The IJ saw the contradiction he perceived between the text of the note and Butt's testimony as evidence that Butt had made "a deliberate effort . . . to mislead th[e] Court." This conclusion cannot stand once we use the straightforward meaning of the note-that Butt was treated for bruises on his legs and back at the clinic and then generally remained under the care of the same doctor for over a month (not necessarily at the clinic). That reading is consistent with Butt's testimony that: (1) he was beaten so "that [his] leg and [his] back [were] . . . hurt and . . . [did] not function properly"; (2) he was under the care of Dr. Sajsad, the author of the note, from September 10, 1990 to October 15, 1990; and (3) his treatment took place at home, but that "there could be one possibility that I was almost unconscious when they brought be home. Probably they took me to his clinic and then he treated me." (Butt did not remember the details "because [his] situation was extremely worse at that time."*fn8 ) Accordingly, contrary to the IJ's conclusion, the note can be reconciled with Butt's testimony. And, as there is no contradiction between that testimony and the plain language of the note, there is correspondingly no support for the IJ's conclusion that Butt lied to the Immigration Court.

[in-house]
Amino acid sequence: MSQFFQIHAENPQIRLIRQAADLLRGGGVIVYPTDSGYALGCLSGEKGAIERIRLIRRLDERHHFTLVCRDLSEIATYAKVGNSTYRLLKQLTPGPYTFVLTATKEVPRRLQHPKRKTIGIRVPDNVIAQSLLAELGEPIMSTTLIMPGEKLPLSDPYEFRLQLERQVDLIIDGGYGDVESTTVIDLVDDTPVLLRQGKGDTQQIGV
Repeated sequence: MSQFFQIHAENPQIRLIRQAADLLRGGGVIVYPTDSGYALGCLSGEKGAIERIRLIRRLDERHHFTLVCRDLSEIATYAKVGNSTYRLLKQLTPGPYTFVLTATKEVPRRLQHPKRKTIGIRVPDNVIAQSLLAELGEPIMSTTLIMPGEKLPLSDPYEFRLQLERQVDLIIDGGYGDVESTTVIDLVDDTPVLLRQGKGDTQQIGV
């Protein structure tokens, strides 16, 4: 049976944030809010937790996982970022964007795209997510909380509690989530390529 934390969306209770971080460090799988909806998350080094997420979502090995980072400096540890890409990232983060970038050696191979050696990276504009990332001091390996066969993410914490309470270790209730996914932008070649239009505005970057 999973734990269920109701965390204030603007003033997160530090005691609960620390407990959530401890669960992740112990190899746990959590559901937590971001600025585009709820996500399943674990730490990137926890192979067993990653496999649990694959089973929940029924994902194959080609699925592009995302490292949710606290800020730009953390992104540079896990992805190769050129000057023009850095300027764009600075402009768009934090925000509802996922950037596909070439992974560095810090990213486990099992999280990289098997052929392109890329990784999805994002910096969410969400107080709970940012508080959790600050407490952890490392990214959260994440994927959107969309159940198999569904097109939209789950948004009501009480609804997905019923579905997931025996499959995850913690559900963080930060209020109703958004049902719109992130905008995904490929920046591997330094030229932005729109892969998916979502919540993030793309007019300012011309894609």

The IJ also determined that "[t]he doctor's letter or note [was] crucial to the reliability [he could] attribute to [Butt]'s other documents" and that, apparently because of the purported contradiction between the note and the testimony, "[t]he cloud that hangs over [Butt]'s evidence has not been dissipated." Again, when the commonsense reading of the doctor's note is used, it is consistent with Butt's testimony and therefore cannot be viewed as casting (or contributing to) a "cloud" over the other evidence submitted by him in support of his asylum application.*fn9 Thus, the alleged contradiction between the note and the testimony, based as it is on the strained inferences of the IJ rather than on commonly understood usage, does not provide a sound basis for his adverse credibility determination. See Dia, 353 F.3d at 251 (holding that adverse credibility determination was not supported by substantial evidence when, inter alia, "the conclusions of the IJ [were] more puzzling than plausible, more curious than commonsense").